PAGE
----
In comments from last week’s entry on the license required to manufacture apparel in California, Lisa left a link to a similar license required of NY state residents. I wonder how many people there know they need it? The license also costs a lot less, $200 as compared to $750 for California.
The NY state site seems friendlier with a few tips for retailers and manufacturers on how to identify a sweatshop. According to some of the guidelines, if you were searching for a contractor, you wouldn’t be out of line in requesting what most would consider to be proprietary information -specifically on wages. Consider:
Wage payments: A manual worker must be paid weekly, and not later than seven calendar days after the end of the week in which the wages are earned. With each wage payment, an employee must be given a written statement showing wages earned, deductions, hours worked and the pay rate. If the labor performed is piecework, the wage statement must show the number of pieces completed and hours worked. If the time needed to complete work at a piece rate drops the wages below the hourly minimum, the contractor must pay the minimum wage.
As with California, one would be wise to secure a New York license due to possible penalties. For example, if you don’t have a license, you are legally considered a sweatshop regardless of your workplace practices no matter how exemplary. According to the statute, your products could be tagged as “hot goods”.
“Hot Goods” law: New York State enacted 1996 legislation that prohibits the sale or distribution of clothing produced in sweatshops. In addition, authorities can stop the sale and/or distribution of apparel produced in any shop that cheats workers of their wages or pays less than the minimum wage. Garments produced without proper payment of wages may be tagged as “unlawfully manufactured” by Task Force investigators.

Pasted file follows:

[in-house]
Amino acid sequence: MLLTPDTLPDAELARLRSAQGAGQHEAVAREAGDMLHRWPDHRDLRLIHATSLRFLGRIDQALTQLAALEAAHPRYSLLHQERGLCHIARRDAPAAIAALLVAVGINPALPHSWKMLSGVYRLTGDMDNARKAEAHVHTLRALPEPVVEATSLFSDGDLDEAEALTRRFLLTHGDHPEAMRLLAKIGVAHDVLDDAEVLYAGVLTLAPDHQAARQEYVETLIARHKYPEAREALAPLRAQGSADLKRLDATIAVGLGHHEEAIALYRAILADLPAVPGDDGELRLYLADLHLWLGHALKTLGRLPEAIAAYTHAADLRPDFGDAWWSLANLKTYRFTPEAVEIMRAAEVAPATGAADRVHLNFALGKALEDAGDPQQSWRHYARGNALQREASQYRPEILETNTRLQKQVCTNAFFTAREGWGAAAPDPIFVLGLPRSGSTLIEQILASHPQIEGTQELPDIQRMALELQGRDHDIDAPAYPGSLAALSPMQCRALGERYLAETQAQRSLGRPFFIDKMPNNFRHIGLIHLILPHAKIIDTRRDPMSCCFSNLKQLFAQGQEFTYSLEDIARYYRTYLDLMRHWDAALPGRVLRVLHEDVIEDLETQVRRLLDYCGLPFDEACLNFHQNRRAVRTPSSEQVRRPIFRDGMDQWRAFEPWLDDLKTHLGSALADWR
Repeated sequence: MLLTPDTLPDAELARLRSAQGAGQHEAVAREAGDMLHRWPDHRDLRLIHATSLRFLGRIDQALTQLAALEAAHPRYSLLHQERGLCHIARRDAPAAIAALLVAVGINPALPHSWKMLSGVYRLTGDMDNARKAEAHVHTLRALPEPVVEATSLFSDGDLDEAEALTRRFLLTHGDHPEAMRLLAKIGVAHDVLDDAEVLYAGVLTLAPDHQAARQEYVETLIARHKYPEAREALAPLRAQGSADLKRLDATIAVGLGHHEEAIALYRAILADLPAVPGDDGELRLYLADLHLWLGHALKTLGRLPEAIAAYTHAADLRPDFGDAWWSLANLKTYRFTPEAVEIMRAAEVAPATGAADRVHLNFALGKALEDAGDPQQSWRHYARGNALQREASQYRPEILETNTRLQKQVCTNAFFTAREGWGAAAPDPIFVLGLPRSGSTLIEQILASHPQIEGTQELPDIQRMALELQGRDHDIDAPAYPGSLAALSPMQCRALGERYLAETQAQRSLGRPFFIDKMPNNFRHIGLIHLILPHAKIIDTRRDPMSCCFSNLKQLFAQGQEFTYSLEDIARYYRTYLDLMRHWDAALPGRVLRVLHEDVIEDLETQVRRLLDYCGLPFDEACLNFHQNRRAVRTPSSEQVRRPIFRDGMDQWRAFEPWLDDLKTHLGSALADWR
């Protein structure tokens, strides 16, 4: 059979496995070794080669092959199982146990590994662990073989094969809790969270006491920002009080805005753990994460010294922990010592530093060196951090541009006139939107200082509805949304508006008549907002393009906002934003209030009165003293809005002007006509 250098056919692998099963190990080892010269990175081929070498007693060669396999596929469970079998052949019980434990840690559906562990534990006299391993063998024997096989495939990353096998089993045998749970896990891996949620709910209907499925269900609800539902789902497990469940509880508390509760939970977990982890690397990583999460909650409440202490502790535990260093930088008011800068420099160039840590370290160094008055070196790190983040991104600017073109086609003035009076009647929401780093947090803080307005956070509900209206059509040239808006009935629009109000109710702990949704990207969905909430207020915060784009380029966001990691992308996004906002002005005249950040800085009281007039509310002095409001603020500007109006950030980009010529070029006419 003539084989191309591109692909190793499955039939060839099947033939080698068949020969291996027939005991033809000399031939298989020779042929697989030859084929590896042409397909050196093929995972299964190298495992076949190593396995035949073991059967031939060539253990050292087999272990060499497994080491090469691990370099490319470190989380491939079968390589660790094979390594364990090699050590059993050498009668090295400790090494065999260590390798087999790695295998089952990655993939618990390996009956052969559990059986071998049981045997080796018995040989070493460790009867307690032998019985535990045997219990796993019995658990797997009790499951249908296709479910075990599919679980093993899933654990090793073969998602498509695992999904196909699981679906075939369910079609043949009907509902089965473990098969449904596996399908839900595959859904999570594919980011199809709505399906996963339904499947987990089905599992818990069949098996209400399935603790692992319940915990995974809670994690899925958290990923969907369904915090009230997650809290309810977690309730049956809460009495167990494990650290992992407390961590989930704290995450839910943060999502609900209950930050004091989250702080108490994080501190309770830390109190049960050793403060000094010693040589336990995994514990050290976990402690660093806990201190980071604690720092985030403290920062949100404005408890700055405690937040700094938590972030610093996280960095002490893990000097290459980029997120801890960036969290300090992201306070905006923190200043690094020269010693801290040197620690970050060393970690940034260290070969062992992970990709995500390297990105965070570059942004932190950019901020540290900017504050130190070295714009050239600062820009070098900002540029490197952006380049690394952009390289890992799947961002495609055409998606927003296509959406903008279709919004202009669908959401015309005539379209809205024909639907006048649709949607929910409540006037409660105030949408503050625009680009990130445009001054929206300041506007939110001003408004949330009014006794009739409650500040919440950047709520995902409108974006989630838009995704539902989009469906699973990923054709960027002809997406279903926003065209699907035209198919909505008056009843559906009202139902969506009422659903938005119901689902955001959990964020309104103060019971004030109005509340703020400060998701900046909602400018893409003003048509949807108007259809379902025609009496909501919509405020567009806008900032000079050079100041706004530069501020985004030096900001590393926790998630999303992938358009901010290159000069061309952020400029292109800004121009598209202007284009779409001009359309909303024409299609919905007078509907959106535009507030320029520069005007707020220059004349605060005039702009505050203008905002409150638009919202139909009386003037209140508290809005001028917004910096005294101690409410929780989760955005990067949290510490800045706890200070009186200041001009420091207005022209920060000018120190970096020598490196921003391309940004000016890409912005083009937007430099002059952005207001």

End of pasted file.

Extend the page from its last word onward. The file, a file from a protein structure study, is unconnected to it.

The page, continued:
While not as onerous as the California regulations in requiring you to verify that a contractor is in compliance, NY state expects you to “tell contractors that you expect them to comply with state and federal regulations as part of their contract with you”. Unfortunately, it also appears that a contractor is not required to volunteer the information that some of your work could be subcontracted to other parties. As such, you’re advised to ask and find out who the subcontractors are. In many cases, contractors won’t want to provide that information. If it were me, I wouldn’t hire anyone who couldn’t follow through.
Also unlike the California law, you don’t have to pass a test to get a license; the process is streamlined. First one obviously fills out an application (pdf). The requirements are basic. You need to have official documentation of your business entity (articles of incorporation etc), a photographic proof of identity (driver’s license etc) and lastly, have proof of Worker’s Compensation and Disability Insurance coverage. The initial registration is $200. Annual renewals -due January 15th- are $150.
An additional benefit of licensing are databases. In other words, the state keeps a database of registered garment manufacturers and sewing contractors; or rather all kinds of sewing industry related contractors. You can use the database in two ways. One, you can verify if a contractor has a license. Two, you can use if for sourcing purposes. Unlike the CA database site that is a simple listing of everyone having a license, you have to use the search feature for NY meaning you don’t have a long list of companies you can scroll through at will. So, if you need to source via the search feature, use minimal search terms. As in, under “establishment name” put the letter A and ignore all other fields. That’ll return nearly a thousand results to pick from.